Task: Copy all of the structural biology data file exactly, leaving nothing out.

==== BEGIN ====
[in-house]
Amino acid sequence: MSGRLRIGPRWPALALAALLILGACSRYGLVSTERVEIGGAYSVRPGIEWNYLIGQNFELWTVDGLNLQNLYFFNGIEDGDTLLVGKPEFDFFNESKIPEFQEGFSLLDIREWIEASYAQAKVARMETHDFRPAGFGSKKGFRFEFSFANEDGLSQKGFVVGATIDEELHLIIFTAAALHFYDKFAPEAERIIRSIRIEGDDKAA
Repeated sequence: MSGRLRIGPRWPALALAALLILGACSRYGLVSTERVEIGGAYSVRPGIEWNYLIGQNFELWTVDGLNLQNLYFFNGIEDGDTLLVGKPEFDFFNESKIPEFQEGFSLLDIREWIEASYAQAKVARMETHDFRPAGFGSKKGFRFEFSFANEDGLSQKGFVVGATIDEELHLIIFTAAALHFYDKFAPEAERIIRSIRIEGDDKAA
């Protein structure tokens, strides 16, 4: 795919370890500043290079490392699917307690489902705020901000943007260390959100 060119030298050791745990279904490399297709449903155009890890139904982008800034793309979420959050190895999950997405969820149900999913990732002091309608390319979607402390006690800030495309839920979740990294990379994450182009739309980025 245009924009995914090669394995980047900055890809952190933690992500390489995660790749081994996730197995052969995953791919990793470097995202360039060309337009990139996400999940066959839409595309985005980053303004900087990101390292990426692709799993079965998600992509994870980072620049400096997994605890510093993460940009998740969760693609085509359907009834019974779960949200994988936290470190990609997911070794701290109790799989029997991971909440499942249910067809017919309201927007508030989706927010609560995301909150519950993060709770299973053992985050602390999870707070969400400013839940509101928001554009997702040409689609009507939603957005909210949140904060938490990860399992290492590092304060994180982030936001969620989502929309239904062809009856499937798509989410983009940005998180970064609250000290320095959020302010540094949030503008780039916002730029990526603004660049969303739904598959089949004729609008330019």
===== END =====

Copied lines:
[in-house]
Amino acid sequence: MSGRLRIGPRWPALALAALLILGACSRYGLVSTERVEIGGAYSVRPGIEWNYLIGQNFELWTVDGLNLQNLYFFNGIEDGDTLLVGKPEFDFFNESKIPEFQEGFSLLDIREWIEASYAQAKVARMETHDFRPAGFGSKKGFRFEFSFANEDGLSQKGFVVGATIDEELHLIIFTAAALHFYDKFAPEAERIIRSIRIEGDDKAA
Repeated sequence: MSGRLRIGPRWPALALAALLILGACSRYGLVSTERVEIGGAYSVRPGIEWNYLIGQNFELWTVDGLNLQNLYFFNGIEDGDTLLVGKPEFDFFNESKIPEFQEGFSLLDIREWIEASYAQAKVARMETHDFRPAGFGSKKGFRFEFSFANEDGLSQKGFVVGATIDEELHLIIFTAAALHFYDKFAPEAERIIRSIRIEGDDKAA
């Protein structure tokens, strides 16, 4: 795919370890500043290079490392699917307690489902705020901000943007260390959100 060119030298050791745990279904490399297709449903155009890890139904982008800034793309979420959050190895999950997405969820149900999913990732002091309608390319979607402390006690800030495309839920979740990294990379994450182009739309980025 245009924009995914090669394995980047900055890809952190933690992500390489995660790749081994996730197995052969995953791919990793470097995202360039060309337009990139996400999940066959839409595309985005980053303004900087990101390292990426692709799993079965998600992509994870980072620049400096997994605890510093993460940009998740969760693609085509359907009834019974779960949200994988936290470190990609997911070794701290109790799989029997991971909440499942249910067809017919309201927007508030989706927010609560995301909150519950993060709770299973053992985050602390999870707070969400400013839940509101928001554009997702040409689609009507939603957005909210949140904060938490990860399992290492590092304060994180982030936001969620989502929309239904062809009856499937798509989410983009940005998180970064609250000290320095959020302010540094949030503008780039916002730029990526603004660049969303739904598959089949004729609008330019």